The Difference Between Emergency and Rainy Day Funds

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The Difference Between Emergency and Rainy Day Funds

It’s fair to say the vast majority of Americans know they should be saving money even if many of them don’t actually do it. Although it might seem like an easy concept, saving is not always as straightforward as you might think. For example, while you may have heard you should always have an emergency fund on hand, you might not know exactly what that means.

Typically when people think of an emergency fund they might assume it’s synonymous with terms like “rainy day,”, “just in case,” or a “life happens” fund. However a recent article by Michelle Singletary in The Washington Post explains the difference between a true emergency fund and other savings.

One primary distinction between them is that an emergency fund is one that should never be touched except in a few very specific instances. This money is meant to be stashed away in case you or your spouses loses a job, is unable to work, or you experience some other catastrophic event that leaves you with no other options. There’s a bit of debate over how much should be in one of these funds but between three and sixth months of expenses is typical.

While seemingly similar, rainy day funds are for unexpected expenses that might not qualify as catastrophic. Unlike an emergency fund this money can be taken and replaced at your discretion. For example you could decide to keep an extra $1,000 in your “just in case” fund that you could use for car repairs or unplanned travel but then replenish it afterwards. Also keep in mind that there’s nothing wrong with further growing your fund and having even more extra cash on hand at any given time. Just be sure to stick to your goal of how much should be in the fund and reach that number as quickly as possible after making withdrawals.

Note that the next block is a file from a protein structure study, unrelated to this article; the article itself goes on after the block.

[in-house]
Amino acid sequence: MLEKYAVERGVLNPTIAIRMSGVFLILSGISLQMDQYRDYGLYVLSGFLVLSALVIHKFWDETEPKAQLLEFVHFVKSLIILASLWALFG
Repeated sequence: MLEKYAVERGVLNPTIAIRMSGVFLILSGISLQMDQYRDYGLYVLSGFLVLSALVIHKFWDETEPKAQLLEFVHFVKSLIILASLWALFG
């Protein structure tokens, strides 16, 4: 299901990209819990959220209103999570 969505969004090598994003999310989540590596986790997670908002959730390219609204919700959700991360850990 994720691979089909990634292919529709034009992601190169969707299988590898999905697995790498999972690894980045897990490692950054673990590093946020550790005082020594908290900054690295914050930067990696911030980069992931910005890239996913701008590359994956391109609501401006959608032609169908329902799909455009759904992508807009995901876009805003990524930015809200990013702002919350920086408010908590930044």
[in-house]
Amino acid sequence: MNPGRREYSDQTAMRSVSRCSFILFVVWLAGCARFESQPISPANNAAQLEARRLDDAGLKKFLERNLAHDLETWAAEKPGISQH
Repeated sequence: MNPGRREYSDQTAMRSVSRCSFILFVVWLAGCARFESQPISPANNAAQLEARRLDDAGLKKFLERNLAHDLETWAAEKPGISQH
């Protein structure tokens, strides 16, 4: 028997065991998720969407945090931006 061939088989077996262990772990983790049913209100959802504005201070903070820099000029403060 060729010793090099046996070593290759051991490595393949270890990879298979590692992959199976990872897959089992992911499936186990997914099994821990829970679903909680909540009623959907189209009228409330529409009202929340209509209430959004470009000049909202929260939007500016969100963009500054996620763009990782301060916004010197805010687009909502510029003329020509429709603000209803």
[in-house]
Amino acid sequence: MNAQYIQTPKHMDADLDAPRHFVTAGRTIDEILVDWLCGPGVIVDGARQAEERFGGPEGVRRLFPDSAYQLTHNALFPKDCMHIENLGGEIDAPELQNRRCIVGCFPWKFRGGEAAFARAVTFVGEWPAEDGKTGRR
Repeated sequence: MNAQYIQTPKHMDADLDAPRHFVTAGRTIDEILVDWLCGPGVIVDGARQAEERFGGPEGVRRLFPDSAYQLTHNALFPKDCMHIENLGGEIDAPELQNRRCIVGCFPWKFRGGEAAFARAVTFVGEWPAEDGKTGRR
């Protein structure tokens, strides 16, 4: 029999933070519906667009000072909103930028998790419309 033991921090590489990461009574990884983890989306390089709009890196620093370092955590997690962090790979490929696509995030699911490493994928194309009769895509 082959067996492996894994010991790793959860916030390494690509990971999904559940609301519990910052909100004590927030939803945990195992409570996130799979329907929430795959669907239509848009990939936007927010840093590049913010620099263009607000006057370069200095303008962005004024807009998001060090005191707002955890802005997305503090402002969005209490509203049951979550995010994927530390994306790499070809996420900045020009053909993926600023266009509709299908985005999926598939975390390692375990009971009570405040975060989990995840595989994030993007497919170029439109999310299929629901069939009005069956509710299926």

Having multiple forms of savings like this can help drastically your stress when it comes to your personal finance. For one you’ll be able to avoid putting unexpected expenses on a credit card that would surely end up costing you more in the long run. Additionally once you get into the habit of saving money, you may even be able to begin investing (while still maintaining your non-invested emergency and rainy day funds of course). Overall maintaining these two types of funds and sticking to the rules of each is a great way to start saving money and improve your financial future.

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Author

Jonathan Dyer

I'm a small town guy living in Los Angeles looking to make solid financial decisions. I write for a number of finance websites, including HuffingtonPost and Business2Community. I founded DyerNews.com in 2015 to focus on personal finance and the emerging FinTech markets.

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